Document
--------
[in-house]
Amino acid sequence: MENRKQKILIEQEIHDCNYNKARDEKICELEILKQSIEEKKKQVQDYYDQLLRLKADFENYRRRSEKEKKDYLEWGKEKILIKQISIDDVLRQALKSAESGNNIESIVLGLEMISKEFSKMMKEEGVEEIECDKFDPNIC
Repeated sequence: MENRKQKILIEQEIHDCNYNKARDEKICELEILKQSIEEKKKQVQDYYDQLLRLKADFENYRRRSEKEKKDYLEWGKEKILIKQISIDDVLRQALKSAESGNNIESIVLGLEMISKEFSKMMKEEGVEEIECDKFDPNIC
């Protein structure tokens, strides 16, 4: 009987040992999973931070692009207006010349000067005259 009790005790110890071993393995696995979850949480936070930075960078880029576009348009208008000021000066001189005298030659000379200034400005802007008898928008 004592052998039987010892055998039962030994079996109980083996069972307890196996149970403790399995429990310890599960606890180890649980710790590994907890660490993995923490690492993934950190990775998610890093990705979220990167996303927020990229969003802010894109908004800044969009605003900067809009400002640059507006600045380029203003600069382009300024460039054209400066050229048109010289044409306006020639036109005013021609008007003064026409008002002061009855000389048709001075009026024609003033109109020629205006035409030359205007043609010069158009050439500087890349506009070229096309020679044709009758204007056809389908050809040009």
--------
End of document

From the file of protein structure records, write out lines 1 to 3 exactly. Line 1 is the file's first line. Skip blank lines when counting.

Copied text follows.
[in-house]
Amino acid sequence: MENRKQKILIEQEIHDCNYNKARDEKICELEILKQSIEEKKKQVQDYYDQLLRLKADFENYRRRSEKEKKDYLEWGKEKILIKQISIDDVLRQALKSAESGNNIESIVLGLEMISKEFSKMMKEEGVEEIECDKFDPNIC
Repeated sequence: MENRKQKILIEQEIHDCNYNKARDEKICELEILKQSIEEKKKQVQDYYDQLLRLKADFENYRRRSEKEKKDYLEWGKEKILIKQISIDDVLRQALKSAESGNNIESIVLGLEMISKEFSKMMKEEGVEEIECDKFDPNIC